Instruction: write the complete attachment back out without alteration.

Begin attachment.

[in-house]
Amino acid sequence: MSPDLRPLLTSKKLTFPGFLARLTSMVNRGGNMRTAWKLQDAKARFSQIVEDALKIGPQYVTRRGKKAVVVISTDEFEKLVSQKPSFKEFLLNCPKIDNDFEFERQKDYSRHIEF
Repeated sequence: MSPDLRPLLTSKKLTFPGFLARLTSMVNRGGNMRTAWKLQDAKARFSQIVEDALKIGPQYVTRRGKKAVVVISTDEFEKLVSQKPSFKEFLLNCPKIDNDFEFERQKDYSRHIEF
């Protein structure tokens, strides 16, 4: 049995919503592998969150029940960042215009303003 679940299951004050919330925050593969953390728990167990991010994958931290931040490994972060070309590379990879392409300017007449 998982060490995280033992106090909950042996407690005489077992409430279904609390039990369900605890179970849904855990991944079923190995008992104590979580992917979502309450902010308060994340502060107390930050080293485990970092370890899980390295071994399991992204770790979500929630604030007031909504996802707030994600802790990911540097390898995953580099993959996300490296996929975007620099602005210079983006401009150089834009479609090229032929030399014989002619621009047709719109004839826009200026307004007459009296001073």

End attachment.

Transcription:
[in-house]
Amino acid sequence: MSPDLRPLLTSKKLTFPGFLARLTSMVNRGGNMRTAWKLQDAKARFSQIVEDALKIGPQYVTRRGKKAVVVISTDEFEKLVSQKPSFKEFLLNCPKIDNDFEFERQKDYSRHIEF
Repeated sequence: MSPDLRPLLTSKKLTFPGFLARLTSMVNRGGNMRTAWKLQDAKARFSQIVEDALKIGPQYVTRRGKKAVVVISTDEFEKLVSQKPSFKEFLLNCPKIDNDFEFERQKDYSRHIEF
């Protein structure tokens, strides 16, 4: 049995919503592998969150029940960042215009303003 679940299951004050919330925050593969953390728990167990991010994958931290931040490994972060070309590379990879392409300017007449 998982060490995280033992106090909950042996407690005489077992409430279904609390039990369900605890179970849904855990991944079923190995008992104590979580992917979502309450902010308060994340502060107390930050080293485990970092370890899980390295071994399991992204770790979500929630604030007031909504996802707030994600802790990911540097390898995953580099993959996300490296996929975007620099602005210079983006401009150089834009479609090229032929030399014989002619621009047709719109004839826009200026307004007459009296001073």